It has been almost two years since the U.S. government joined 60 global partners to call for a single global internet and technology ecosystem that is truly open and fosters competition. And yet, a single vendor controls 85% of the market for the government’s most commonly used technology. In an increasingly interconnected world facing a growing number of sophisticated threat actors, overreliance on any one technology vendor creates significant risks.

A bold vision requires bold action, and the most effective way for the U.S. government to take the lead in realizing the change it and its partners seek in the digital world is to get its own house in order. To do so, it must prioritize ensuring that its marketplace reflects the values it promotes by addressing the risks that persist from its IT monoculture.

The federal government is the largest consumer of goods and services in the world, spending roughly $600 billion each year—including more than $100 billion on IT and cyber investments. A large majority of these investments are directed toward Microsoft. Relying so heavily on a single IT provider not only increases the target profile of that provider, but also limits the ability of the government to defend itself against future cyberattacks. As Sen. Eric Schmitt, R-Mo.,recently stated, “only meaningfully employing one vendor” creates a single point of failure that adversaries can exploit.”

These concerns have been echoed across government agencies, including the U.S. Departments of Veterans Affairs and Defense. Current and former officials tied the VA’s move to go “all-in” on a single vendor to the accidental disclosure of 1,500 U.S. veterans’ personal data. Similarly, former DoD senior officials questioned the department’s decision to replace its long-running cybersecurity program with off-the-shelf tools from the same vendor providing the DoD’s software and cloud services, calling the move an “unacceptable level of risk” for the department.

In December, with the passage of the 2024 National Defense Authorization Act came lawmakers’ agreement to a key insert to the act by Sen. Schmitt (section 1553) compelling the Department of Defense (DoD) to assess the cybersecurity capabilities of the technologies it uses so as to ensure competition and interoperability—the concern being that both competition and interoperability are hindered by the DoD’s overreliance on legacy vendors. Cybersecurity experts know that an impartial analysis will likely find the DoD’s overreliance on a single vendor is severely limiting competition and interoperability, and is as a result a threat to U.S. national security.

The DoD represents the largest portion of the U.S. government marketplace, but the need to diversify IT and cybersecurity vendors extends across the government and aligns with the Biden Administration’s National Cybersecurity Strategy. The strategy is rooted in two central themes: rebalancing the responsibility to defend cyberspace and realigning incentives to favor long-term investments. As part of this, the U.S. government and major technology providers are called on to protect data, assure the reliability of critical systems, and make cyberspace more resilient and defensible over the long term.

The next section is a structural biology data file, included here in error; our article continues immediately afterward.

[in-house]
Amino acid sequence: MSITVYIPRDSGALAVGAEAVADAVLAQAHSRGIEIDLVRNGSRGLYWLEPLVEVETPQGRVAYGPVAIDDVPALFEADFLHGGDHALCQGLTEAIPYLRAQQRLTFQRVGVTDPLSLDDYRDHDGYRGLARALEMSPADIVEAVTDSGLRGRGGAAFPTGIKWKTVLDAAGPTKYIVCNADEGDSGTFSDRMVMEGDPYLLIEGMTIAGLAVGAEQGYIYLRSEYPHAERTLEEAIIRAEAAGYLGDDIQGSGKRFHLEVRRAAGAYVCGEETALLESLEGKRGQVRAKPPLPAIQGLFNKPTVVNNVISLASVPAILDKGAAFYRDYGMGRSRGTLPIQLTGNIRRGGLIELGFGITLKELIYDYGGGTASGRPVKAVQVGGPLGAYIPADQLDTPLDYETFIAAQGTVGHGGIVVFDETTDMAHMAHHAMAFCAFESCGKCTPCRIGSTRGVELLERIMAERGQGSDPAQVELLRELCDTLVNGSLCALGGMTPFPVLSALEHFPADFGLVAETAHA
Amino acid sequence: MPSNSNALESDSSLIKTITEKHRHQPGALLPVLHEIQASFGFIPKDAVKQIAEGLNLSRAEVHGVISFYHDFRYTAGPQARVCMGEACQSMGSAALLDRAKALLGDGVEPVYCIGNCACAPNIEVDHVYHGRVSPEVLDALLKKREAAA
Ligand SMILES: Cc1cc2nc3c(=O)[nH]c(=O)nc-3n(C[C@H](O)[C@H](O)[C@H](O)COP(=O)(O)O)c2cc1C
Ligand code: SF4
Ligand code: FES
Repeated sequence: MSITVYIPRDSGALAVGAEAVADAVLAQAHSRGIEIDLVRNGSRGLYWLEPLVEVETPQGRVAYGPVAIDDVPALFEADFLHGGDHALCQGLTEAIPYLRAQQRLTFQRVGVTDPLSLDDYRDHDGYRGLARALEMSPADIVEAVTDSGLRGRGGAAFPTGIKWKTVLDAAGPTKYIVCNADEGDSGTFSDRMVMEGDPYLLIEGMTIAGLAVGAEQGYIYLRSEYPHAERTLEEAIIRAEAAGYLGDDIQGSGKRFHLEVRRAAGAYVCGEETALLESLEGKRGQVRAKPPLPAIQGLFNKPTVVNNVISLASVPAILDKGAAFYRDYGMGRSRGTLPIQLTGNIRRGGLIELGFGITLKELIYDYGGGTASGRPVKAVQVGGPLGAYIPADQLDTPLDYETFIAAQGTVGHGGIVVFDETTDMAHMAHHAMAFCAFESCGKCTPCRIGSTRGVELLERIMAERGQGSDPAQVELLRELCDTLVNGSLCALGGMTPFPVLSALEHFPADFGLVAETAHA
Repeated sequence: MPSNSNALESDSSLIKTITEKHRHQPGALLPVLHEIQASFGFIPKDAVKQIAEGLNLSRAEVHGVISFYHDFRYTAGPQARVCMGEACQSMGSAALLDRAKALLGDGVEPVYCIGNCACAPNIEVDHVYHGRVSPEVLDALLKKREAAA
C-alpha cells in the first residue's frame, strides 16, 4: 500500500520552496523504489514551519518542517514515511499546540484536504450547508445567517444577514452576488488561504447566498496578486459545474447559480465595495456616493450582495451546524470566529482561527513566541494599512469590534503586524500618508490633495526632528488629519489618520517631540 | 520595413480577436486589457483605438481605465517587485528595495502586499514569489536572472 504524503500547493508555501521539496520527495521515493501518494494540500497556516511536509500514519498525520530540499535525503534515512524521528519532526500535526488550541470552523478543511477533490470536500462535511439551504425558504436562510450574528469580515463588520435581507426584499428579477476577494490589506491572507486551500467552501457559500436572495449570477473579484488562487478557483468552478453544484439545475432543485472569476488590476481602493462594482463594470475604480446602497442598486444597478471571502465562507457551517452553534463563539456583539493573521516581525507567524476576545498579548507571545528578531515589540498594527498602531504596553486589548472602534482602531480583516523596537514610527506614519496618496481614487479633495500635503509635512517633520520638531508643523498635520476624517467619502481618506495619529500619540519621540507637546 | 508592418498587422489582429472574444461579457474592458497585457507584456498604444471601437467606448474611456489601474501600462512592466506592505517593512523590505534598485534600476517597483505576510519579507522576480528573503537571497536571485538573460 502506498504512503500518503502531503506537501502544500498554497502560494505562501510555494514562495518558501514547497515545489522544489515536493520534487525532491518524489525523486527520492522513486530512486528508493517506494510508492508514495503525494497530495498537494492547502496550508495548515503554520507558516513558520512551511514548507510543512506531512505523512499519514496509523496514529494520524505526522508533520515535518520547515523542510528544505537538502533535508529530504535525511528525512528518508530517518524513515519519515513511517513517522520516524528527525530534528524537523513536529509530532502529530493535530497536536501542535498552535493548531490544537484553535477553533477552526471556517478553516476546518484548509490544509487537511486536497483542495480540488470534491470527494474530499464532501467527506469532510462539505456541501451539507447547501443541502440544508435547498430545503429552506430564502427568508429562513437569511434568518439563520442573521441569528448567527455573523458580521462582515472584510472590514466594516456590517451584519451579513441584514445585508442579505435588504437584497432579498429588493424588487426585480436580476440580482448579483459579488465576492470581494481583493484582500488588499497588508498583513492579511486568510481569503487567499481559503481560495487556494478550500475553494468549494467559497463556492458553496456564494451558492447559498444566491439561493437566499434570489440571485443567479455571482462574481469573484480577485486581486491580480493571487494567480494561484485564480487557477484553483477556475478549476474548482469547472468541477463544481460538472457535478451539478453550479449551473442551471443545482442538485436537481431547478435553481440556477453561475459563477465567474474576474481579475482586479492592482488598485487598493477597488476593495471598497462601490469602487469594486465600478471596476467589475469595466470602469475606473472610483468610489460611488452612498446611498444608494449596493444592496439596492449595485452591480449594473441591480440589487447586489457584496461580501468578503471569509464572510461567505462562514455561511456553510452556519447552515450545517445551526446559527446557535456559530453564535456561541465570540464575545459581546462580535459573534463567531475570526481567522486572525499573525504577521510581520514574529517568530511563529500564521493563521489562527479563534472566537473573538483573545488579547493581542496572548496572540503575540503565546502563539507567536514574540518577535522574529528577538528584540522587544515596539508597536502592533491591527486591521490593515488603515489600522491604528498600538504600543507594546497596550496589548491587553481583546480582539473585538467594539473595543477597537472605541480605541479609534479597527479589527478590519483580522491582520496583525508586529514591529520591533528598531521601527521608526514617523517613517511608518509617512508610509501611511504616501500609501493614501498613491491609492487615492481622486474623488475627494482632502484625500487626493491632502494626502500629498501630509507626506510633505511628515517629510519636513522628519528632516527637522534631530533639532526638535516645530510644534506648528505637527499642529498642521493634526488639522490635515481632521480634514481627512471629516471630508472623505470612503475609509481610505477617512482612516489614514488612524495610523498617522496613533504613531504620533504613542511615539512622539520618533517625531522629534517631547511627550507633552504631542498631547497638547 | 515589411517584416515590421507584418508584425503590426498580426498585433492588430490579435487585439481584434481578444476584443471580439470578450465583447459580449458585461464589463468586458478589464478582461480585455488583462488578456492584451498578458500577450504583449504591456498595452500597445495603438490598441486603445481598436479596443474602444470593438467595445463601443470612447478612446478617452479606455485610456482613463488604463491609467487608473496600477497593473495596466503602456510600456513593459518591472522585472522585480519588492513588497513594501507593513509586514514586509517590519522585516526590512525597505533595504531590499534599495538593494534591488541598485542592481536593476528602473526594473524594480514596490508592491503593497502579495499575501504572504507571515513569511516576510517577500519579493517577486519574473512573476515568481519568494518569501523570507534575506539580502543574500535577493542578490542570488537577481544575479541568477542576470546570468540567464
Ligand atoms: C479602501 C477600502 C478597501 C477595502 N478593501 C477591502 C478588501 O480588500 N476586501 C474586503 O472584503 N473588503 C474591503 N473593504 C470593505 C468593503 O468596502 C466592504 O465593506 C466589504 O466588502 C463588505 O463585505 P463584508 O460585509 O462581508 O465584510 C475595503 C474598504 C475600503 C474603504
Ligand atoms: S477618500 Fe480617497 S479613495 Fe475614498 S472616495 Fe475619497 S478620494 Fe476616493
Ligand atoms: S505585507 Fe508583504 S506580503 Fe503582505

The best place to start is in its own marketplace—where the U.S. government has the most control. For the government to best protect its systems and invest in a secure digital ecosystem, it must foster greater competition and diversify the vendors it relies on to provide and secure its digital ecosystem. Doing so would drive the values the administration seeks to realize in the broader digital world and enhance our national security posture. Additionally, such a move in the largest marketplace in the world would be a major incentive to drive change and almost certainly reduce the need for extensive regulation to enforce an open, free, interoperable market.

Until the U.S. government’s marketplace exemplifies its vision for the broader digital world, it can’t expect to lead others in realizing such a vision—at home or abroad. The U.S. government should prioritize leading by example and ensure its IT marketplace fosters competition, privacy, and security, and ultimately by selecting a more diverse set of cybersecurity and IT vendors. In this way, the U.S. government will lead by example, not exception, in bringing about the global internet and technology ecosystem that it envisions at home and abroad.

Cory Simpson is the founder and CEO of Gray Space Strategies, Inc., a professional services and strategic advisory firm based in Washington, D.C., and serves as CEO of the Institute for Critical Infrastructure and as a Senior Advisor to the Cyberspace Solarium Commission.

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